Marcus Garvey: A Symbol for Black Nationalism

Marcus Garvey: A Symbol for Black Nationalism

My first kid’s father named my son Marcus after mythical Marcus Garvey. Which made me disinctive to know more about who Marcus Garvey truly was…

“Up You Mighty Race, Accomplish What You Will…” (Marcus Garvey)

The following text is dedicated to my eldest son Marcus.

Marcus Mosiah Garvey was born on August the 17, 1887, in St Ann’s Bay, Jamaica as the youngest of 11 children.

Marcus Garvey was known as a journalist, entrepreneur, publisher and a crusader for black nationalism. During his whole life, he has fought for racial equality.

Childhood years

In St Ann’s Bay, young Marcus attended grammar school. Alfred Burrowes, his godfather, also gave him some private instruction. Alfred Burrowes hired Marcus at the age of 14 as an apprentice in order to learn the printing trade.

Garvey’s father, who was the owner of a private library, promoted young Marcus’ love for books.

During his apprentice period, Marcus used to discuss politics and social affairs at his uncle’s place.

In 1906, Garvey moved from St Ann to Kingston.

In 1908, Marcus Garvey participated in Jamaica’s first Printers’ Union strike. The strike was unsuccessful and as a consequence, Marcus Garvey lost his job.

Luckily, he was employed by the Government Printing Office.

Visiting the world

Around 1910, Marcus Garvey left Jamaica for Costa Rica. There, he worked as a time keeper at a panana plantation. Then he went to Central America, visited the Panama Central Zone. He observed Blacks and Indians hard working conditions. He also traveled to Equador, Nicaragua, Honduras, Columbia and Venezuela.

Very sensitive about discrimination and racial prejudice, Marcus Garvey always had the will to make things change. That’s why he appealed to his government in order to enhance West Indians working conditions. But the government just wouldn’t listen to his complaint.

Garvey, the publisher

Marcus Garvey’s first publications started during his Central American travels.

In 1910, Garvey started his first newspaper, The Watcher, that was followed by several other permanent newspapers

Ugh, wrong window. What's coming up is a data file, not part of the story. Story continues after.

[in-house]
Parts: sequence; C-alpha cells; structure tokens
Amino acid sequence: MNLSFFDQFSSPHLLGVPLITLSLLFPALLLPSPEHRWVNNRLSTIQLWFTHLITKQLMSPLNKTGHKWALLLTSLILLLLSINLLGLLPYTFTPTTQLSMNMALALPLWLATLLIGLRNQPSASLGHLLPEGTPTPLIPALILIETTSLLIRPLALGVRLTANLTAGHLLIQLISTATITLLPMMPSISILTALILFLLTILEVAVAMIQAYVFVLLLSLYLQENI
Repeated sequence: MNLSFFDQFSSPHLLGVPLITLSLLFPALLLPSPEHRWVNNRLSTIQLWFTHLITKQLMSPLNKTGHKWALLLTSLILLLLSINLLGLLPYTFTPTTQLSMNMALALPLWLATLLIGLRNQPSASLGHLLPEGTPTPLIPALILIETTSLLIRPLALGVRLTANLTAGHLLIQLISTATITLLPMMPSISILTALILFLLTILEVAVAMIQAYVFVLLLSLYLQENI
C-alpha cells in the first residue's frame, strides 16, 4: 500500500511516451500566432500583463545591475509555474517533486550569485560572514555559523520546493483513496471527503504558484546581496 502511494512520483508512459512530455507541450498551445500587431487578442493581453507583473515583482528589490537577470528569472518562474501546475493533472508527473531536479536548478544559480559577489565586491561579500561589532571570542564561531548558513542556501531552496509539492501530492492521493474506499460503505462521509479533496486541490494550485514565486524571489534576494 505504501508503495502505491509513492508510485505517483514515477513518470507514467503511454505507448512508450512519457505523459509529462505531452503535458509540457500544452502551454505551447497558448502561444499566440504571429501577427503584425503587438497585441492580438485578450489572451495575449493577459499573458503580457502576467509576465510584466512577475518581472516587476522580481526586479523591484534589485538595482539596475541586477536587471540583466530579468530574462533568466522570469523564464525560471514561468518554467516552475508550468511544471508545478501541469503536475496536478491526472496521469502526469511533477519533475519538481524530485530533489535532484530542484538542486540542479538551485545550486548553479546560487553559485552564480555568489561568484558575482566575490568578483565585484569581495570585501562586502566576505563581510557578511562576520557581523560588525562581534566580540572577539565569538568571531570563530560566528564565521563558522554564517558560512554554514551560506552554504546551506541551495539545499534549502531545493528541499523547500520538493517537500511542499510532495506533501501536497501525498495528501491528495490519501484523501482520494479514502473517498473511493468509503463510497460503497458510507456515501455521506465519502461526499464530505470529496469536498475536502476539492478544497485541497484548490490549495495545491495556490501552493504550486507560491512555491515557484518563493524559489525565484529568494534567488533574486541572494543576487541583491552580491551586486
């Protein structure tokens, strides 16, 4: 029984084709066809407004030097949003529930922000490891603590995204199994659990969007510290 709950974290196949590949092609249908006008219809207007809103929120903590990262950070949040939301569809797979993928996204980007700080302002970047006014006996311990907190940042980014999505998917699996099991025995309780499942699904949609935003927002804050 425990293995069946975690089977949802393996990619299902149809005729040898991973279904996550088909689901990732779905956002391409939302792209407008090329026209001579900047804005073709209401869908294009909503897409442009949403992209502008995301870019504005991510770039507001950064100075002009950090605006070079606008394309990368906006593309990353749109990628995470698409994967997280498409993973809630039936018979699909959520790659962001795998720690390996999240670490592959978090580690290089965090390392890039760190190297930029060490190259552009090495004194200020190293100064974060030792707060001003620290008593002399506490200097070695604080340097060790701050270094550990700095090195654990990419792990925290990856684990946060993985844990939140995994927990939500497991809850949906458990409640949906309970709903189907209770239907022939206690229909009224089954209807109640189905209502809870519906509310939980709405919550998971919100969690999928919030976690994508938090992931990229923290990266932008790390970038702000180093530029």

He was also associated with several publications:

– The African Times and Orient Review, The Daily Negro Times, Harlem, 1922-1924

-The Blackman, Kingston, Jamaica, 1929-1931

-The New Jamaican, Kingston, 1932-33

Marcus Garvey started The Black Man Magazine in 1933 in Kingston. His magazine was continued in England until 1939.

Black militantism: the creation of the UNIA-ACL

Marcus Garvey was very conscious that improving black folks conditions was a long term work. It had better chances to work if Africans united. That’s why he produced the the Universal Negro Improvement and Conservation Association and African Communities League (UNIA). As the President of the UNIA, he defined its goal to unite « all the people of African ancestry of the world into one great body to establish a country and Government absolutely their own. » very precisely. The UNIA’s flag is red, black and green.

In 1916, Marcus Garvey went to the USA and gave a lecture tour.

In 1920, Garvey set up branches of the UNIA in more than 40 countries.

Garvey’s ideas

Marcus Garvey fought for social, political and economic freedom for Black people.

He established several companies like Black Star Line and Black Cross Navigation and Trading Company.

He also produced the Negro Factories Corporation, which helped to produced more marketable black businesses. Garvey was commercially very active: he started chains of groceries and restaurants and many other kind of businesses.

“Africa for the Africans…At Home and oversea!”

Marcus Garvey wanted Blacks to consider Africa as their long-lasting homeland:

« I have no desire to take all black people back to Africa, there are blacks who are no good here and will likewise be no good there. Our success educationally, industrially and politically is based upon the protection of a nation established by ourselves. And the nation can be nowhere else but in Africa ».

In 1920, he worked on the ambitious project to develop African state Liberia by building colleges and industries , but he had to stop it, because of many European countries’ political and economic interest in Liberia.

Mail fraud charges

Marcus Garvey was confronted by mail fraud charges in 1925 and sentenced to jail in 1925. He was jailed at Atlanta Federal prison. After his release in 1927, he was deported from New Orleans to Kingston, Jamaica, where a huge crowd welcomed him.

Defending Blacks till his death

Marcus Garvey has never stopped fighting for the cause he found right.

In 1928, he went to Geneva. He presented the “appeal of the Negro Race” to the League of Nations, which was strongly against black people’s abuse around the world.

In 1929, he established the PPP (People’s Political Party), which became Jamaica’s first political party. This political party was all about helping poor people, education and workers’ rights.

In 1929, Garvey was elected Councillor for the Allman Town division of the Kingston and St. Andrew Corporation (KSAC).

He was reelected in 1930.

In 1931, Marcus Garvey produced Edelweiss entertainment Company, a company that was supposed to help artists to make a living out of their work and to give them an opportunity to get known better- at the minimum locally.

In 1935, Marcus Garvey moved to London. He kept being involved in his activism till his death. Garvey died in London in 1940. He is considered as Jamaica’s first national hero.

It is a known fact that Marcus Garvey was nicknamed « Black Moses »…

Don’t search so many saints in the Holy Bible when you have a pretty good example in real life.

Copyright©2005 by Isabelle Esling

All Rights Reserved

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